A queer perspective on History Colorado’s LGBTQ+ resources and the Rainbows & Revolutions exhibition
“The more we band together, the stronger we are,” said Sister Cheyenne Demure during her 2021 oral history, reminding us that the history of Colorado’s LGBTQ+ community is all about banding together. It’s a complex fight that all members of the community take up every day through quiet resistance and out-and-proud activism. Whether the adversary is open homophobia, the AIDS crisis, Amendment 2, or bullying, Colorado’s LGBTQ+ community has never stopped fighting for acceptance.
One of my favorite resources in History Colorado’s collection is an oral history from Sister Cheyenne Demure of the Golden Nugget Sisters, “an inclusive order of queer drag nuns.” As the collection entry explains, Sister Cheyenne’s oral history is the first of History Colorado’s in forty-six years to explore drag culture, making it a vitally important record of Colorado’s past. Sister Cheyenne Demure’s infectious joy demonstrates the optimism of drag organizing, and her passion is clear in the numerous projects she describes. It’s an example of the activism that is interwoven with the fabric of Colorado’s drag community.
Contrasting this joy, Sister Cheyenne’s oral history goes on to discuss the struggles she endured. She shares the pain of interacting with her biological family: “Yes, I lost my birth family,” she says, “but there was another family ready to step in and fill that void with much more love and acceptance.”
I felt my own pain mirrored in her experiences, but I also felt the hope she shares relating to her chosen family. Additionally, she shares the challenges of supporting her community during the COVID-19 pandemic and all of the creative ways the Sisters found to show up.
Towards the end of the oral history, the interviewer asks how Sister Cheyenne wants to be commemorated. She responds, “If anything, I just want to be remembered as somebody who picked up chairs, and put them down where they needed to be put down. I want to be remembered as someone who showed up and did what needed to be done.” Her commitment to the work of organizing is clear throughout her oral history as she makes this sometimes unglamorous work seem completely fabulous.
Working towards greater tolerance is a never-ending task, and History Colorado’s commitment to this work is only beginning. Rainbows & Revolutions, Colorado’s first state-sponsored LGBTQ+ history exhibition, represents months of groundbreaking scholarship on the state’s LGBTQ+ history. Standing in the brightly colored gallery, I deeply feel Sister Cheyenne’s words: “You’re not alone.” Setbacks are an expected part of progress, but seeing how many people have fought this fight before me inspires me to continue this work for future generations. If you haven’t had the chance to share in this experience yet, History Colorado recently announced that Rainbows & Revolutions will remain open through Pride Month in June 2023.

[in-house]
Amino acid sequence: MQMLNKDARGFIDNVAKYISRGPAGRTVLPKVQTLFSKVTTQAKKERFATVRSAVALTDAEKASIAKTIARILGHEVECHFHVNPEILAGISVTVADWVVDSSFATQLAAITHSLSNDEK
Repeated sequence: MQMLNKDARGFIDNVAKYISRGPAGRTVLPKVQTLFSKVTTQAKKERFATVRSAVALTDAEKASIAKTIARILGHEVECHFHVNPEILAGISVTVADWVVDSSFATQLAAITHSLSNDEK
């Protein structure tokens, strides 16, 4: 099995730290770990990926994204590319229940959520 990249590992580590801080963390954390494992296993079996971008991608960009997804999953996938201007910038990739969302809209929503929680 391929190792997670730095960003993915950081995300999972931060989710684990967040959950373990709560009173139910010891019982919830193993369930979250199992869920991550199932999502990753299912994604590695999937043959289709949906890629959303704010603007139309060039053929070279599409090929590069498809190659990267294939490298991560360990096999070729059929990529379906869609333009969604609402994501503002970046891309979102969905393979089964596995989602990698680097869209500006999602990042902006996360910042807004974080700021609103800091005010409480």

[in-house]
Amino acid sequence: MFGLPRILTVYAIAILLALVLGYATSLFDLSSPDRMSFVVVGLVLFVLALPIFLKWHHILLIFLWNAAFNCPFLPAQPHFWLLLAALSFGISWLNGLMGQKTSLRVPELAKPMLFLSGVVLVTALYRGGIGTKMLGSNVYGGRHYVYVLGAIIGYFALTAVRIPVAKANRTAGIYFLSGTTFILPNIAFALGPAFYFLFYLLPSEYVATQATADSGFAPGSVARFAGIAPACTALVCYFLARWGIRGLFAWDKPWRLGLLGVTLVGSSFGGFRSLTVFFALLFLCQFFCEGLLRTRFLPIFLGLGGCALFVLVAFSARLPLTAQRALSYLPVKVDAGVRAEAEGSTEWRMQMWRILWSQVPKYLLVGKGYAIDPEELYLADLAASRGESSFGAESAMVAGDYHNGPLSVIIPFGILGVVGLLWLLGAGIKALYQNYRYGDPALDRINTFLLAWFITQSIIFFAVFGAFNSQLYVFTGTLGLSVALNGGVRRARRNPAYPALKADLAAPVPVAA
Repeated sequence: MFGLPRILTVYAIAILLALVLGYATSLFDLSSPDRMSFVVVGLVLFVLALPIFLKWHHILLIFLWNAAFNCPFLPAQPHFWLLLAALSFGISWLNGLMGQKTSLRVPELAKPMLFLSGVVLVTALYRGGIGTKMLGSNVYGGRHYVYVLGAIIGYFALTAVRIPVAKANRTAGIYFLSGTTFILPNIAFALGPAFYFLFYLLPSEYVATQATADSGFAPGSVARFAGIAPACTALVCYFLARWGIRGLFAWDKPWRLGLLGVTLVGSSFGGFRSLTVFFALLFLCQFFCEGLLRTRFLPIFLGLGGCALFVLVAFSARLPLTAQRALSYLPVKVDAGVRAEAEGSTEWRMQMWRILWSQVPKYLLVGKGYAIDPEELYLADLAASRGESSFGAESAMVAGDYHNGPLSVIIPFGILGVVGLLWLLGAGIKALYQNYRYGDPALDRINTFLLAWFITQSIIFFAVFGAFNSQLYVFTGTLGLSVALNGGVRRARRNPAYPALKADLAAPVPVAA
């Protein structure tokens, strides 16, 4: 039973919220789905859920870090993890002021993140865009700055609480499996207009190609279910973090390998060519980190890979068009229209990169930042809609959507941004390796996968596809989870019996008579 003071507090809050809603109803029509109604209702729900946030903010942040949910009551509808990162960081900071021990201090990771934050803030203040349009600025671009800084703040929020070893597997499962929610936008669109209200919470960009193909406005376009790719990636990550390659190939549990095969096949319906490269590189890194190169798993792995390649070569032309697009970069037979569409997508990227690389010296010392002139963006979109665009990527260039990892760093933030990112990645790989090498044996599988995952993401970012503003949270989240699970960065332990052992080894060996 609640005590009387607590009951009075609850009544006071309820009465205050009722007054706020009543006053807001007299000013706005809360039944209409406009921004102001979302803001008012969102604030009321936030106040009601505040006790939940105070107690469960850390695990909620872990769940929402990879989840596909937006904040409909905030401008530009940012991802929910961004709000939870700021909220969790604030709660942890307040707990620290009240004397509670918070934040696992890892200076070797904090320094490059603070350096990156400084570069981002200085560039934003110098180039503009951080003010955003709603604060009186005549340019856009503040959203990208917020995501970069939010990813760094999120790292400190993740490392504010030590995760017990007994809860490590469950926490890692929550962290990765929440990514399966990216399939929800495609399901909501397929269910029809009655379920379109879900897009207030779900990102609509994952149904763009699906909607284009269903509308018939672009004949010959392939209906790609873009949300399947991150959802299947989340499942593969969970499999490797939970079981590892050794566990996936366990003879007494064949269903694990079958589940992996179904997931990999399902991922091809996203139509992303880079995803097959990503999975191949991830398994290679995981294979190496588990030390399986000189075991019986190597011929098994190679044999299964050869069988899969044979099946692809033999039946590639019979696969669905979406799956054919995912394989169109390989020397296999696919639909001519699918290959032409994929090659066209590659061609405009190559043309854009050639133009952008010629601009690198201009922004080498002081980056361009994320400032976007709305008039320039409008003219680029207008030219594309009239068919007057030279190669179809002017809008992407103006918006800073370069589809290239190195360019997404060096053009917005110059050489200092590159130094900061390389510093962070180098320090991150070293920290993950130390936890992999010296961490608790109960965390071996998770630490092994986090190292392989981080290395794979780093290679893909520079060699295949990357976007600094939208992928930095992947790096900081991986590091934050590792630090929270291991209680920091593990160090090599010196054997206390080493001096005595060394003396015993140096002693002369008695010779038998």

The recent violence at Club Q in Colorado Springs left me feeling hopeless. One of the many benefits I gain from studying history, however, is a reassurance that though discrimination is persistent, activism is even more so. Combing through History Colorado’s LGBTQ+ resources, I felt a spark of hope as I caught a glimpse of the constant work that keeps us moving towards a future where LGBTQ+ people can live as their full selves without fear.
For Further Learning
The Rainbows & Revolutions exhibition features original artifacts from decades of LGBTQ+ history in Colorado. Some of the most compelling items on display include:
A timeline of the history of the LGBTQ+ community in Colorado, and beyond, stretching from 1883–present day
Colorful stained glass that hung at the Woman to Woman Feminist Bookcenter on Colfax Avenue in the 1970s and ’80s
Governor Jared Polis’s trademark blue tennis shoes that he wore during his historic 2018 gubernatorial campaign
Drag outfit worn by Juiccy Misdemeanor at Black Pride Colorado
Striking hot wax artwork created by Maya Youcef-Toumi, a queer Latine femme artist
Posters from Pride marches, gay magazines, court documents, personal photographs, and more